Ryan Evans finally caved. Mired in a season-long slump at the free-throw line (41 percent), the Wisconsin senior decided to address his struggles Tuesday night. As reports suggested leading up to the game, Evans fired up jump shots on his free throw attempts in the team’s rout of Nebraska. And he made both attempts. Watch Evans’ new form now. That’s a rare, rare sight, to say the least. It looks like Evans has some work to do before he perfects the routine, though, because he was awfully close to committing a violation on the first attempt. Whatever, it wasn’t called.
Ryan Evans, a 71 percent free-throw shooter entering the season, is considering making a drastic change to his approach at the charity stripe. It’s funny what a surprisingly low and unexpected 40.5 percent clip will make a player consider, huh? In Evans’ case, he’s toying with the idea of turning free throws into uncontested jump shots. [ FOXSportsWisconsin.com: Ryan Evans could try jump shots at foul line ] During Sunday’s practice, in fact, the senior forward practiced taking the ball a step behind the free-throw line and throwing up a jumper. Hey, whatever helps Evans avoid the all-too common bricks
Prior to Sunday’s tip vs. Ohio State, Wisconsin’s Ryan Evans was listed as questionable due to illness. Evans started despite being under the weather, and it’s a good thing he did. Not only did he help No. 20 Wisconsin beat No. 13 Ohio State, the senior provided one of the best individual highlights of his career with a remarkable second-half putback. Watch the dunk now and see the Twitter reaction to it in this post. Here are some of the tweets following Evans’ slam: I thought Ryan Evans is sick? That dunk was sick! #Badgers — Doug Gottlieb (@GottliebShow) February
Indiana held serve against Michigan State to move into a tie with Michigan atop the Big Ten standings. Normally, I’d use this opportunity to point out that although Indiana won by 5, the outcome actually suggests that Michigan State is the better team. But I don’t think that’s true here, because Indiana was equal to or better than the Spartans in all but one category—three-point shooting. MSU made 11 of its 23 attempts from behind the three-point line, and I’ll go ahead and call that an aberration. While IU’s perimeter defense isn’t exactly a strength (teams are more than willing
Illinois’ weaknesses were exposed in a road loss against a mediocre Purdue team last night. The concerning thing isn’t so much that Illinois lost—Purdue isn’t a terrible team, just a terrible offensive team—it’s that it lost to Purdue despite hitting 10 three-pointers (38% from three on the night). Thus, it appears the “Illinois wins when it shoots well” maxim is incorrect. This team can shoot well, and still lose. The fact of the matter is that Illinois is a mediocre defensive team, and especially awful on the defensive glass. Purdue grabbed 44 percent of its misses—including four off of missed
Continuing the discussion of what each team could use this holiday season. Part one here. Nebraska (6-2) Already, Tim Miles has been successful in installing parts of his system. His Colorado State and North Dakota State teams dutifully cleaned the glass on defense, and we’re seeing similar results with the Huskers (a cynic would point out that defensive rebounding was a relative strength for Nebraska last year as well. To the cynic—stop being such a Scrooge.). But the team hasn’t been as quick to adopt Miles’ affinity for attacking the basket. In each of his last three seasons, Miles’ Colorado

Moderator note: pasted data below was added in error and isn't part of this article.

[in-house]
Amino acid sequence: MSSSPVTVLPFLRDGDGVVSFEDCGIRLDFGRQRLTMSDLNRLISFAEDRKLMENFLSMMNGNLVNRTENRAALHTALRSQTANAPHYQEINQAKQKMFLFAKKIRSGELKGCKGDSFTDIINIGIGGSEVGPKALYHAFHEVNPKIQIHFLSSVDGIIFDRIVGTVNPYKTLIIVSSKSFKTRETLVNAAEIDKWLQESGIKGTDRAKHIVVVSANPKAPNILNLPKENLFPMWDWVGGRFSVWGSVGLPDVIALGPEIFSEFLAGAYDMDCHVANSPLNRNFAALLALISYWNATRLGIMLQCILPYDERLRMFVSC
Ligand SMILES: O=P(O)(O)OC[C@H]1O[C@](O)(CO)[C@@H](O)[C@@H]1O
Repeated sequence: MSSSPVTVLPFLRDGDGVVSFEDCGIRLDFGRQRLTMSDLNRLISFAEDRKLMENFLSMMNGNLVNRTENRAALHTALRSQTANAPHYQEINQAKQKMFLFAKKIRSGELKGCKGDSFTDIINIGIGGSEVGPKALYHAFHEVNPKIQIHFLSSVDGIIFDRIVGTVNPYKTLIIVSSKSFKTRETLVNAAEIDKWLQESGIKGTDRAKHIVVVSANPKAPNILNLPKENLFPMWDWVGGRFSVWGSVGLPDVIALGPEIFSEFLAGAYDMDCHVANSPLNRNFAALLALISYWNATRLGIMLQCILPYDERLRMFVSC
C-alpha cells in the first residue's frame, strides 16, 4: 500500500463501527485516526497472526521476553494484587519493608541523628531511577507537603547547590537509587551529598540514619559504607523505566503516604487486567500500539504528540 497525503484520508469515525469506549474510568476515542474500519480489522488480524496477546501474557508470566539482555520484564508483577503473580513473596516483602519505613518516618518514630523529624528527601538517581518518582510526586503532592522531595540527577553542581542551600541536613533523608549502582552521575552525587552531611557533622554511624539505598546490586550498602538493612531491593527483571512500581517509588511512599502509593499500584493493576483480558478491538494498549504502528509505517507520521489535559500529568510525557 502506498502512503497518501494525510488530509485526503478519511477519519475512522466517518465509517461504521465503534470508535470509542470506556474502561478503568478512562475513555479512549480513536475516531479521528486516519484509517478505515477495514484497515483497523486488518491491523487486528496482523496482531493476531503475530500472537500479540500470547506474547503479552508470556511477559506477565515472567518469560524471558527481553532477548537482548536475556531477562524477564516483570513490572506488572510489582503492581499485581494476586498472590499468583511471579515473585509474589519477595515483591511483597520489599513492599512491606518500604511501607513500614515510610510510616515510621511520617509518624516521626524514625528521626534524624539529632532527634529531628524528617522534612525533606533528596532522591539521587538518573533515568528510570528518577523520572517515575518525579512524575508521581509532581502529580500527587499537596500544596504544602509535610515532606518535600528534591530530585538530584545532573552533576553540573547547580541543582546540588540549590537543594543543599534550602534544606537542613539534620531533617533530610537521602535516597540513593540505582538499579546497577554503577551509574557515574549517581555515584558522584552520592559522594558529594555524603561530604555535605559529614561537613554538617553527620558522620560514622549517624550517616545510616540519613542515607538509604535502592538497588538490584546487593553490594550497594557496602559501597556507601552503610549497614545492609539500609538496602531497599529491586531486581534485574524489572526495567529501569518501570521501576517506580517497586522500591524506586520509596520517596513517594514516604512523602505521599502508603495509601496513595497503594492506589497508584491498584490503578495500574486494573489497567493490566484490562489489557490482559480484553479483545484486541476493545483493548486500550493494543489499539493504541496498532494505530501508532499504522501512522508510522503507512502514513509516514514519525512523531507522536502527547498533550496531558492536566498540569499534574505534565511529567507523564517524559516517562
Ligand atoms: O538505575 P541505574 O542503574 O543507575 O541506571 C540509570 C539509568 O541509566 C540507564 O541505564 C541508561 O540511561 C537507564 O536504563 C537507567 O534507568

Up until Saturday night, Illinois’ season has been described in strange terms. At that point, it was “surprising” that Illinois was undefeated. The Illini won the Maui Invitational, which was a very “prestigious” early-season tournament. This isn’t normally how one talks about an undefeated team that’s ranked in the top-15. That’s because very few people were declaring that this team was actually as good as it looked on paper. That’s partly a function of having not played a murderer’s row of opponents (Butler destroyed the Maui bracket, making it such that Illinois might not have played a single NCAA Tournament
Indiana made a living at the foul line in a chippy 13-point win over visiting Illinois. For about 30 minutes, this was a tight, back-and-forth game, with six lead changes and 14 ties. Over the final 10 minutes, however, the Hoosiers took advantage of the foul-riddled Illini to pull away. Indiana not only got to the foul line at an astounding rate; it also shot incredibly well from there, going 35 of 42 (83 percent). Paired with the Hoosiers’ customary accuracy from the field and a low turnover rate, it powered Indiana to a scorching 1.26 points per possession, the
After a long break in which it moved into first place, Illinois saw its offense lay an egg in a losing effort at Penn State. It was clear that, despite the rousing win over Ohio State, this is still the same Illinois team we’ve watched all season. Let’s again roll out what we’ll have to start calling the Illini table: First 11 poss Middle 26 poss Final 20 poss Illinois 1.55 0.35 1.30 Penn State 0.82 1.00 0.95 We’ve seen this before, with Bruce Weber’s team coming out of the gates strong, following that up with some of the worst
With Wednesday night’s game against Northwestern well in hand late in the second half, Wisconsin’s Ryan Evans provided quite the highlight with a powerful alley-oop. On a night when the Badgers did a majority of their damage from downtown (12 of 23; 52 percent), it was Evans and his zero 3-pointers who carried the load. The junior scored a team-high 17 points and grabbed a game-high eight rebounds in the easy 77-57 victory at the Kohl Center. And then there was that late alley-oop. Also, let’s not forget Jordan Taylor’s perfect pass to make it all possible. Watch it now.